Arcum-affiliated researcher Johan Örestig spoke for apr. 1 500 climate protestors in central Umeå at the end of September. He has now written a follow-up chronicle on the subject of Academia's role in the climate crisis, which you can read below.
Text: Oscar Sedholm
About 1 500 citizens gathered on the 27th of September in central Umeå to protest against the slow progress of climate change policy.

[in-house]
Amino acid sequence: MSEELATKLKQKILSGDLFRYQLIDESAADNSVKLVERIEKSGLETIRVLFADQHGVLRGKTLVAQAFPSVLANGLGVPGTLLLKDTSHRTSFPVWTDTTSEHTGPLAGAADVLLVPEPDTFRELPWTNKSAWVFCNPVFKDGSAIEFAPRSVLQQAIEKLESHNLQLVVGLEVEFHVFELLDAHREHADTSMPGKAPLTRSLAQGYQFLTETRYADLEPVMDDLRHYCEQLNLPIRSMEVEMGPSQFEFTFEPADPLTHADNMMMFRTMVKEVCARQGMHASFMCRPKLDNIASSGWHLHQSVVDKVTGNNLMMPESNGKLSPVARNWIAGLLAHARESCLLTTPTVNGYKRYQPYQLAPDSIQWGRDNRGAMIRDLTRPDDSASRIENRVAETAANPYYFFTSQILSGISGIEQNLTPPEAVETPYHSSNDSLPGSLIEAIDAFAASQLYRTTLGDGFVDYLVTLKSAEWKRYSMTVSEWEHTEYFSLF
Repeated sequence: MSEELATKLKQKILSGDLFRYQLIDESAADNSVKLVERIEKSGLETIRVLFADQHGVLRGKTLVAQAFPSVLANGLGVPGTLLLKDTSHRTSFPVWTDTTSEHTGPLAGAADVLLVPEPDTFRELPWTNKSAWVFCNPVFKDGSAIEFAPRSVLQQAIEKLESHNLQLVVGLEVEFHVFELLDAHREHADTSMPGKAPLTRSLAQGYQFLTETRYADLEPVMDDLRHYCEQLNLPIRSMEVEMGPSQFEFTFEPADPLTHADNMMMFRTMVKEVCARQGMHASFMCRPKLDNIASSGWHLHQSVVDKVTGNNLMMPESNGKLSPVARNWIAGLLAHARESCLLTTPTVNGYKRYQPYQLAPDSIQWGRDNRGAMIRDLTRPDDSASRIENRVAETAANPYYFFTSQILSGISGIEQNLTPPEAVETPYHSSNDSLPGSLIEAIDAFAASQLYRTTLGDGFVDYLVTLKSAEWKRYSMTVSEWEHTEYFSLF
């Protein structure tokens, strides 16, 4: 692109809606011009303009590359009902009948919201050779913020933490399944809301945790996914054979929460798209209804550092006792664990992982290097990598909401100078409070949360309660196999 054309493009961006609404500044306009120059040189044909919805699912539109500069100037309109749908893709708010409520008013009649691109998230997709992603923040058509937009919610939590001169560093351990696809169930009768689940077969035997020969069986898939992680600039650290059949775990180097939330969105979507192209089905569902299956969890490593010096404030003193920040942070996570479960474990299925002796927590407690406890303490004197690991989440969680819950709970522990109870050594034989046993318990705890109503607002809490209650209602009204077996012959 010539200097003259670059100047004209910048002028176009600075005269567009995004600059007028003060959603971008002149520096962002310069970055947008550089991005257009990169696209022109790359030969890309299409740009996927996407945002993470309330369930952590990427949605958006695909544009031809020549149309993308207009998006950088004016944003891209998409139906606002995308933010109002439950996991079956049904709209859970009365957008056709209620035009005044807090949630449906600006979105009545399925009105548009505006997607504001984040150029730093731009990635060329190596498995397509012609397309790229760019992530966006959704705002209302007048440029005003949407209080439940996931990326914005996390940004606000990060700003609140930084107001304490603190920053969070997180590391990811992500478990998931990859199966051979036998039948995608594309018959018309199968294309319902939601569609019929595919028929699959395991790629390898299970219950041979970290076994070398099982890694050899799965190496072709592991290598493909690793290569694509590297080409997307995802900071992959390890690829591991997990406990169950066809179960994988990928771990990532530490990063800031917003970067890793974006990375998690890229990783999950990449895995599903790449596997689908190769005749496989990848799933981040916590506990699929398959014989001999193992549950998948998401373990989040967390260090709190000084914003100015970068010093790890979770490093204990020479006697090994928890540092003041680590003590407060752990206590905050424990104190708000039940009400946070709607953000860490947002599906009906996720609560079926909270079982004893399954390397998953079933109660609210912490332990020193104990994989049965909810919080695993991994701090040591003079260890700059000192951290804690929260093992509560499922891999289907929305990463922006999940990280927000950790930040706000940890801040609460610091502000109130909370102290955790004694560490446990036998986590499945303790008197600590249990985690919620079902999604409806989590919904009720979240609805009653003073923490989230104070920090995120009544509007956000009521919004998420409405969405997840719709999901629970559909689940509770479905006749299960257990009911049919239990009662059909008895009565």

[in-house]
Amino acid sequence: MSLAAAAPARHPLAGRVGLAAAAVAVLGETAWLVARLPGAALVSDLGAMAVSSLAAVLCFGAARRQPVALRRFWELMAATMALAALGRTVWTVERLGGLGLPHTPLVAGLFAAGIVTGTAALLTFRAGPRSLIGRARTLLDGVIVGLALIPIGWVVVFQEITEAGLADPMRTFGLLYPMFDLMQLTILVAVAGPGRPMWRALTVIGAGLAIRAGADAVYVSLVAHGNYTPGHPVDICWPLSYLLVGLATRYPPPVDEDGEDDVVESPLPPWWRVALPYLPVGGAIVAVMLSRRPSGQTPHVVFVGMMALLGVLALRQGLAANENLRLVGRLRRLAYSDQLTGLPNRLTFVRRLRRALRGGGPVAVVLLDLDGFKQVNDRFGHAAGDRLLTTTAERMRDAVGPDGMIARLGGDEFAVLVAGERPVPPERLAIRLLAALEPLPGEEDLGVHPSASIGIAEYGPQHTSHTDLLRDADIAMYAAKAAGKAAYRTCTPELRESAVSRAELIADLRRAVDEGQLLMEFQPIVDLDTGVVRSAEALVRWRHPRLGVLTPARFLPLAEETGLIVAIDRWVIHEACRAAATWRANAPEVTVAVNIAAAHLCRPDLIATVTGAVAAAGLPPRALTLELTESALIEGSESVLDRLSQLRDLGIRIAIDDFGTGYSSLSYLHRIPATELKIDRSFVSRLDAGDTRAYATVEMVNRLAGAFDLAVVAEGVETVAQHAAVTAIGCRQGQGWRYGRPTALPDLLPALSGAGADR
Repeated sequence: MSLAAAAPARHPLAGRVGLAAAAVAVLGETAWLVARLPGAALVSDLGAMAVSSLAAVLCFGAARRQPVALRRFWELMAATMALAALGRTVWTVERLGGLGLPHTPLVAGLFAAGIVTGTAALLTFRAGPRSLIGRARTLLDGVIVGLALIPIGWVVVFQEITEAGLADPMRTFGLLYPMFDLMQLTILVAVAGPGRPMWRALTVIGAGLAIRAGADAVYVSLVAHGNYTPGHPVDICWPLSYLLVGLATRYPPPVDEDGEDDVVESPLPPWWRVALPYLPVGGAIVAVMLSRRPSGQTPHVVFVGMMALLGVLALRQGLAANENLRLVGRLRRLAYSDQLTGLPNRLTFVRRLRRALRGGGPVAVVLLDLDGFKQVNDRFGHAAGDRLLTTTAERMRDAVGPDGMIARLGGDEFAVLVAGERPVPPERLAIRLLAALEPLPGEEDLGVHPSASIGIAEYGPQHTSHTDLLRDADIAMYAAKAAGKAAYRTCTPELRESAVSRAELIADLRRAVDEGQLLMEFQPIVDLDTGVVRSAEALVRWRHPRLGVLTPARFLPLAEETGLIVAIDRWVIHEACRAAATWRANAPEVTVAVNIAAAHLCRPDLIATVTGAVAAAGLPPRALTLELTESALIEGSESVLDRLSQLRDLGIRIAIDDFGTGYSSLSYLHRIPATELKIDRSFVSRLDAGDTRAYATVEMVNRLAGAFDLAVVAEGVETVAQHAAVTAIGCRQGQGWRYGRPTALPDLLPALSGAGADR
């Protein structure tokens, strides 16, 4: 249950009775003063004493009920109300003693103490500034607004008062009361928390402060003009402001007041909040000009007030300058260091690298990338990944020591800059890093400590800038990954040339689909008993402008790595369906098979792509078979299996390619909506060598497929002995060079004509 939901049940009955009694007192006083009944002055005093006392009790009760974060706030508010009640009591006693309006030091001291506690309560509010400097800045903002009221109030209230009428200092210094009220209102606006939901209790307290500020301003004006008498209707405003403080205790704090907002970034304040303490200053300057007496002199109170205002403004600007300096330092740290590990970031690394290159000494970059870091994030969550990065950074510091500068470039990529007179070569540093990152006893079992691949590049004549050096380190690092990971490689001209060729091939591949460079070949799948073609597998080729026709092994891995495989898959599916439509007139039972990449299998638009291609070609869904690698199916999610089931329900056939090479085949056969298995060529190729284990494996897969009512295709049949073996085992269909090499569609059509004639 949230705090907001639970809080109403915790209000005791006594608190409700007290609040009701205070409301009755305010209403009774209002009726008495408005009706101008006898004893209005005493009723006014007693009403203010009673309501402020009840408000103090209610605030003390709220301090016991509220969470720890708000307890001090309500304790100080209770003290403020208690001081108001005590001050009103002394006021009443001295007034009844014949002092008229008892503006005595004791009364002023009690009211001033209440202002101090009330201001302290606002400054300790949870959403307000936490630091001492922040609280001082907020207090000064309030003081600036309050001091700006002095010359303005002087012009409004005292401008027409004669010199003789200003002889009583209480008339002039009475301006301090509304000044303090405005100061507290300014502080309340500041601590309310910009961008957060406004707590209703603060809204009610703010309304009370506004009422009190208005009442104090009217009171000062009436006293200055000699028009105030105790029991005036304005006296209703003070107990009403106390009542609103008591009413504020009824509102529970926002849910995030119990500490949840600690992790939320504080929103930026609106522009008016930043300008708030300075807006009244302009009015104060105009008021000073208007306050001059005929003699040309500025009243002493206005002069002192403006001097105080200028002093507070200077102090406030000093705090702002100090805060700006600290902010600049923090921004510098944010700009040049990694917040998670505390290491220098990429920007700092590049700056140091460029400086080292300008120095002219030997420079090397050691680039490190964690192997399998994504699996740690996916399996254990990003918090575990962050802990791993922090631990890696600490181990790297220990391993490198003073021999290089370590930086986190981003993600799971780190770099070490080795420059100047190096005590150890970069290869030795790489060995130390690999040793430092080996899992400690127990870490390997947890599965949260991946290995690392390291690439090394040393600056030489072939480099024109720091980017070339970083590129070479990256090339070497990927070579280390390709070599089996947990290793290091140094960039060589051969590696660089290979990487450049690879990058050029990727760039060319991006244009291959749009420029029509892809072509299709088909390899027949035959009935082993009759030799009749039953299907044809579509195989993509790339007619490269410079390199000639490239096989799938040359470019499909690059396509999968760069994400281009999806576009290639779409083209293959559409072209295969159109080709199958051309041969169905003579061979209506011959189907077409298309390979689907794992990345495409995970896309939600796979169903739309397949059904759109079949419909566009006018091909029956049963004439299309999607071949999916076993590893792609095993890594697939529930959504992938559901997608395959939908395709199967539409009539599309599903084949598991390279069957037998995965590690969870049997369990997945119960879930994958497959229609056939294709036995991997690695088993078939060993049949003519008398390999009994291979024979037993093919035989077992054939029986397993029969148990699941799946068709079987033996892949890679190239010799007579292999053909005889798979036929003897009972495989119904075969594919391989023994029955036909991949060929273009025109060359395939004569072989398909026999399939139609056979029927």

"Few deny that universities play an important role in the most critical issue of our time, the climate crisis. But what role? When I was a graduate student I worked within a labor market research project that studied the relation between demographic changes (aging populations), labor force composition and the future of the welfare state. As a politically interested person I was constantly frustrated by the narrow perspectives within the project. It was as if the question of the future of the welfare state could be understood in isolation from other questions, like the climate crisis. In this case the question of the role of the university is quite simple: Research should not only focus on individual and separate areas of society and the world, but also make visible how these areas are connected and dependent on one another. For example, it seems reasonable that research about the future of the welfare state integrates ecological perspectives because every societies’ prerequisites are conditioned by the nature which provides natural resources, farming possibilities and fresh air and other things essential to social reproduction. This becomes possibly more apparent as the climate crisis starts affecting even the parts of society that normally isn’t considered as “part of the environment”.